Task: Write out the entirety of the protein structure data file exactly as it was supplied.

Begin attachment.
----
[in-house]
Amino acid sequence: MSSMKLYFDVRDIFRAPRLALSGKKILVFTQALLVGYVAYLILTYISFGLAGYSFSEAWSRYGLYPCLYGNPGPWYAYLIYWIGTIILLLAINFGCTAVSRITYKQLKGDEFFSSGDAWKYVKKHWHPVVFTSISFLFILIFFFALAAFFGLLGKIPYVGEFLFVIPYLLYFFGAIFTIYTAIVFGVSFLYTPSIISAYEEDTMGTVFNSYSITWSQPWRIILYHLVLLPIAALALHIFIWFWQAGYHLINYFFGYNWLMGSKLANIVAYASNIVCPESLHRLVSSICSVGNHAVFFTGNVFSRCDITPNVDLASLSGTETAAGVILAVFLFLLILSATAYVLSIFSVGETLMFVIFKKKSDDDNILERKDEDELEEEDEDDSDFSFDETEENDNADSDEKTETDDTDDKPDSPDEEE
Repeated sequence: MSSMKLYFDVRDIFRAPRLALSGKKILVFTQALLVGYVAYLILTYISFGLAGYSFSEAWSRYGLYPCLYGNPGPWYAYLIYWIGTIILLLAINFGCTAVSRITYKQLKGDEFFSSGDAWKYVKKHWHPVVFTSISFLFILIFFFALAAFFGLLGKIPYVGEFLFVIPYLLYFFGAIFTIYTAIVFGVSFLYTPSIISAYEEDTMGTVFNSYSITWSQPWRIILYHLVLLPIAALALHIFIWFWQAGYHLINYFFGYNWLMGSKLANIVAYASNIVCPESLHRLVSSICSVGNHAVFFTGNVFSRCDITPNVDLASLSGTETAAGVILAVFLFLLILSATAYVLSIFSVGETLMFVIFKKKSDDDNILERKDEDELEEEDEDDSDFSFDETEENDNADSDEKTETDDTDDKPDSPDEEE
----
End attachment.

[in-house]
Amino acid sequence: MSSMKLYFDVRDIFRAPRLALSGKKILVFTQALLVGYVAYLILTYISFGLAGYSFSEAWSRYGLYPCLYGNPGPWYAYLIYWIGTIILLLAINFGCTAVSRITYKQLKGDEFFSSGDAWKYVKKHWHPVVFTSISFLFILIFFFALAAFFGLLGKIPYVGEFLFVIPYLLYFFGAIFTIYTAIVFGVSFLYTPSIISAYEEDTMGTVFNSYSITWSQPWRIILYHLVLLPIAALALHIFIWFWQAGYHLINYFFGYNWLMGSKLANIVAYASNIVCPESLHRLVSSICSVGNHAVFFTGNVFSRCDITPNVDLASLSGTETAAGVILAVFLFLLILSATAYVLSIFSVGETLMFVIFKKKSDDDNILERKDEDELEEEDEDDSDFSFDETEENDNADSDEKTETDDTDDKPDSPDEEE
Repeated sequence: MSSMKLYFDVRDIFRAPRLALSGKKILVFTQALLVGYVAYLILTYISFGLAGYSFSEAWSRYGLYPCLYGNPGPWYAYLIYWIGTIILLLAINFGCTAVSRITYKQLKGDEFFSSGDAWKYVKKHWHPVVFTSISFLFILIFFFALAAFFGLLGKIPYVGEFLFVIPYLLYFFGAIFTIYTAIVFGVSFLYTPSIISAYEEDTMGTVFNSYSITWSQPWRIILYHLVLLPIAALALHIFIWFWQAGYHLINYFFGYNWLMGSKLANIVAYASNIVCPESLHRLVSSICSVGNHAVFFTGNVFSRCDITPNVDLASLSGTETAAGVILAVFLFLLILSATAYVLSIFSVGETLMFVIFKKKSDDDNILERKDEDELEEEDEDDSDFSFDETEENDNADSDEKTETDDTDDKPDSPDEEE